PhatChat: For the final project in 4760, I designed and implemented a Peer-to-Peer chat protocol and chat client in Java.
  • CSCI 4720 – Computer Architecture and Organization (Dr. Taha) (A-)
In this course we learned the fundamentals of computer performance and architecture. We also learned how to write simple programs in the MIPS assembly language.
  • CSCI 4470 – Algorithms (Dr. Robinson) (B+)
In this course we learned the about algorithms. The material covered basic algorithm analysis, design techniques (divide-and-conquer, dynamic programming, greedy, and branch-and-bound), graph algorithms, and NP-completeness.
  • CSCI 4370 – Database Management (Dr. Miller) (A)
Oracle Tool Talk: My group partner (Paul Duke) and I gave a talk on Oracle 10 XE.
ShelfApp: Shelf is the culmination of the final project in 4370. It is an inventory browser and management application. From a web interface, one can view, manipulate, and add meta-data to items, and one can also organize those items into “shelves”. Adding items to shelves requires only minimal data entry which ShelfApp uses to identify, and then retrieve further information sources available from established, Internet accessible, RESTful resources (such as IMDB information for Movies). Our application is written in Python and built on top of Google magic (Google App Engine)! (See: Live Demo) (Other group members: Paul Duke)
  • CSCI 4250 – Computer Security (Dr. Li) (A)
phatELF: ELF Padding with Executable Code!
WordPress 2.0.1 XSS Exploit Presentation: Slides and example code for exploiting a XSS vulnerability in WordPress 2.0.1. (supplemental material)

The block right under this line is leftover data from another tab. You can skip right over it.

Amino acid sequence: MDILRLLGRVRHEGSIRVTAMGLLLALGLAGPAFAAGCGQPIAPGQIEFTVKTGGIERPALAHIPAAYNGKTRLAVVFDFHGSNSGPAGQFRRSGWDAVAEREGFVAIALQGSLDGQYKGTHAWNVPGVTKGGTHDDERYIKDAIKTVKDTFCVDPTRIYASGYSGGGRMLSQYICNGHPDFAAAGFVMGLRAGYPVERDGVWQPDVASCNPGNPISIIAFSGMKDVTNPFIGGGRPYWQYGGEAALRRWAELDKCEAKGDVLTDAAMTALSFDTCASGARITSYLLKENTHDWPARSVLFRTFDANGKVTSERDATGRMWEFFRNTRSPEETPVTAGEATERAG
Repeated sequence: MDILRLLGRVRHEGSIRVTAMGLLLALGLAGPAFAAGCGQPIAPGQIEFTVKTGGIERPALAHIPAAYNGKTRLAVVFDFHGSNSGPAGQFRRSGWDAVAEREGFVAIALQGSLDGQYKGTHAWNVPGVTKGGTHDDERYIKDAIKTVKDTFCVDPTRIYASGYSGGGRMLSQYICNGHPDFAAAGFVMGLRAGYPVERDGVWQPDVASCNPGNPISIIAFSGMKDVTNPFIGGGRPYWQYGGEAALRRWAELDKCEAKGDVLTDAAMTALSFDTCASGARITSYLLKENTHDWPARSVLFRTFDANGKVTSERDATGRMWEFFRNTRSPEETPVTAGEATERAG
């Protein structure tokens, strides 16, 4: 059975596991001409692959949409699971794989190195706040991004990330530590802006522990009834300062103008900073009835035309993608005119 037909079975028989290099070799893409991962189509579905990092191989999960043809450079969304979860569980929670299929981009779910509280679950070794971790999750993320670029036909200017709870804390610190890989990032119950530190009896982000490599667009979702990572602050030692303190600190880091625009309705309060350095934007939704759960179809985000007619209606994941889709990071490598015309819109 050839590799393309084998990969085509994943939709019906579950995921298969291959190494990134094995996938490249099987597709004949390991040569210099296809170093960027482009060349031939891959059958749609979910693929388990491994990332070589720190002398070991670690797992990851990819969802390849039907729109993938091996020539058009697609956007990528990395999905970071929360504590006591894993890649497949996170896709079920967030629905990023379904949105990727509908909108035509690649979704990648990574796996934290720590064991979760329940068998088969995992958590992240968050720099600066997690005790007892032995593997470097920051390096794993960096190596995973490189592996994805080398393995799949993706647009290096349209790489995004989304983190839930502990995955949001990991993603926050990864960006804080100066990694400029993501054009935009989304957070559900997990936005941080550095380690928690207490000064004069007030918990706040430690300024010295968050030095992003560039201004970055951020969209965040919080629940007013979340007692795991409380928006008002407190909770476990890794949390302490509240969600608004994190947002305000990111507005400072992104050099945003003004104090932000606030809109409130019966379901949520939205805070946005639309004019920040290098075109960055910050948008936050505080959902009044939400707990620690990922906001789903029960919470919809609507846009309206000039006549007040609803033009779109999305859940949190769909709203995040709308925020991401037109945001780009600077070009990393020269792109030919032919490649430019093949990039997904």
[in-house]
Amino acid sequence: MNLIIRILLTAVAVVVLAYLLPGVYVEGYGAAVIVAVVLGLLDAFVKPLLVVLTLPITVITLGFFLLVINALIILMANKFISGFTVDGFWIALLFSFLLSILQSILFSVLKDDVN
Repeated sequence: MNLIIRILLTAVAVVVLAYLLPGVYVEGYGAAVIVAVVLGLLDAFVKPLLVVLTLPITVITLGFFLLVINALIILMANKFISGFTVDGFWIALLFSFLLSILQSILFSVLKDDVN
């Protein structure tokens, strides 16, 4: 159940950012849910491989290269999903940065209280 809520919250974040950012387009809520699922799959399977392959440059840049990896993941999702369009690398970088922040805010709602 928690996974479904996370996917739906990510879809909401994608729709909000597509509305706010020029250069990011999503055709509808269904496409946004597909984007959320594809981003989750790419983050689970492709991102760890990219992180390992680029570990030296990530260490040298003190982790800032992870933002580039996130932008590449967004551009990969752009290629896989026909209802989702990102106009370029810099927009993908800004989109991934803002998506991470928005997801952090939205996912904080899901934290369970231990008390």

• CSCI 4070 – Introduction to Game Programming (Dr. Smith) (A)
Masato: Using Microsoft Visual Studio 2008, XNA, and C#, I created the precursor to a 2-dimensional tile-based action-adventure game similar to the Legend of Zelda on the Super Nintendo.
  • CSCI 4050 – Software Engineering (Dr. Kochut) (B)
TradeU Electronic Auctioning System: An online auctioning site written in Java using Servlets and a custom MVC framework. Although this term project never really got finished, my team and I gained a lot of insight into requirements analysis and data model design. (See: TradeU Requirements Analysis Document) (Other group members: Amir Abdolrashidi, Sumedha Ganjoo, Terrence Kwasha)
  • CSCI 3030 – Computing, Ethics, and Society (Dr. Maier) (B+)
In this course we were introduced to social and ethical issues relating to computer science and information technology. The material covered intellectual property, open source software, the digital divide, globalization, and professional ethics.
  • CSCI 2720 – Data Structures (Dr. Arabnia) (A-)